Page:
TRENTON—For nearly two decades, Allen Brown allegedly ran prostitution rings in Jersey City, coercing scores of women to prostitute for him. He is accused of bringing women from cities including Camden, Atlantic City, Elizabeth, Newark and Philadelphia, inducing them to use heroin and cocaine and having them beaten if they did not turn a daily quota of tricks.
On Friday, Brown a.k.a. “Prince,” 47, of Jersey City, was indicted by a state grand jury on first-degree charges of racketeering, human trafficking and money laundering, as well as numerous second- and third-degree charges, including conspiracy, promoting prostitution, criminal coercion, theft by extortion, failure to pay taxes, and drug and weapons offenses, Attorney General Anne Milgram announced.
The first-degree human trafficking charge alone carries a sentence of 20 years to life in state prison. The charges resulted from “Operation Red Light,” an investigation by the Division of Criminal Justice Gangs & Organized Crime Bureau and the Jersey City Police Department.
“This is a shocking case of human trafficking,” said Milgram. “We charge that Allen Brown enslaved vulnerable young women in a living hell of addiction and prostitution, controlling them with narcotics, threats and beatings. We will prosecute him to the full extent of the law.”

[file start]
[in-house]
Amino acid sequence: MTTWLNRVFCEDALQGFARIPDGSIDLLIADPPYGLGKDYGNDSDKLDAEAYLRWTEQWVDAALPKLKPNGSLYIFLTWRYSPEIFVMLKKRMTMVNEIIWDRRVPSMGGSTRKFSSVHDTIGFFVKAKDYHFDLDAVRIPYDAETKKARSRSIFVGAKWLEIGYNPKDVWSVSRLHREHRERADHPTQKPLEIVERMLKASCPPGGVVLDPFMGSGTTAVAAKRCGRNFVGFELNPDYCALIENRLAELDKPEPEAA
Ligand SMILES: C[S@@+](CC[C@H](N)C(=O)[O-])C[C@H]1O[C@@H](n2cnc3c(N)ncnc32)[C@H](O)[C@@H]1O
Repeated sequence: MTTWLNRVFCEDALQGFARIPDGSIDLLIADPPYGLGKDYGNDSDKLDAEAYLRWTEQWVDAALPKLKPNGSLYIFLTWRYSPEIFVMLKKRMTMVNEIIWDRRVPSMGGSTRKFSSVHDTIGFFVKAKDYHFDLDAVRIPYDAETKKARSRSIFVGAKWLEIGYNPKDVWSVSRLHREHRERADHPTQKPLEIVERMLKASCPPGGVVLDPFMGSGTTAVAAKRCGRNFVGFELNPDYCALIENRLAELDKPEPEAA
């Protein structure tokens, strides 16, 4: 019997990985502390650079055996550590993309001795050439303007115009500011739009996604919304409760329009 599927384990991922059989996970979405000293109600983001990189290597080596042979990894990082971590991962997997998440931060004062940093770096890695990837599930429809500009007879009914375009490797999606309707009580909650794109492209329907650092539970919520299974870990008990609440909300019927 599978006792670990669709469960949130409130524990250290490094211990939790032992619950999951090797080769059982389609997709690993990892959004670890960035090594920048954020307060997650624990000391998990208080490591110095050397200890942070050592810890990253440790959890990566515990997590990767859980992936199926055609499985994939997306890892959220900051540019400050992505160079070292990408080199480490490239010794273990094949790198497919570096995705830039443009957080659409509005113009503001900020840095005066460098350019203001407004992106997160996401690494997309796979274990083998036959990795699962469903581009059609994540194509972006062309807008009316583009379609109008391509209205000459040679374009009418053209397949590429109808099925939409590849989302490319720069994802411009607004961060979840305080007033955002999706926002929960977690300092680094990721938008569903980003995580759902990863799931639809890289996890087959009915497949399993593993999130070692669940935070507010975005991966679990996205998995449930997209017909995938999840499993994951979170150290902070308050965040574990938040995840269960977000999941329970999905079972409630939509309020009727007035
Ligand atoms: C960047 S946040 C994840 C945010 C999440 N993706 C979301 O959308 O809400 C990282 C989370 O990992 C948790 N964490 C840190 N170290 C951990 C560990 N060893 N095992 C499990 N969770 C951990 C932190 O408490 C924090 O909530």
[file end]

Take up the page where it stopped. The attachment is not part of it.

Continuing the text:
Once the women went with Brown, he allegedly would take away their cell phones and any form of identification they possessed. A number of the locations where they were housed allegedly had reverse locks on them that could not be unlocked from the inside without a key. Only a select few had a key. The others would be locked in until it was time to work again. None of the women were allowed to go anywhere alone or without permission, officials said.
It is alleged that the women forced to prostitute for Brown were given heroin and cocaine so Brown could control them and exploit their addiction. They were driven to “tracks” – motels or streets in Jersey City and sometimes locations in other cities – where they were expected to make a certain amount of money each night turning tricks to cover their daily drug debt and provide a profit for Brown. If they did not make the daily quota, ranging from $500-$1,000, they were allegedly refused drugs, beaten or denied entry into the house until the money was made.
“Human trafficking takes a devastating toll on its victims,” said Division of Criminal Justice Director Deborah L. Gramiccioni. “We urge anyone with information about suspected human trafficking to call our hotline at 1-877-986-7534. We will continue to make investigating and prosecuting these crimes a priority.”
Connect with NJTODAY.NET
Join NJTODAY.NET's free Email List to receive occasional updates delivered right to your email address!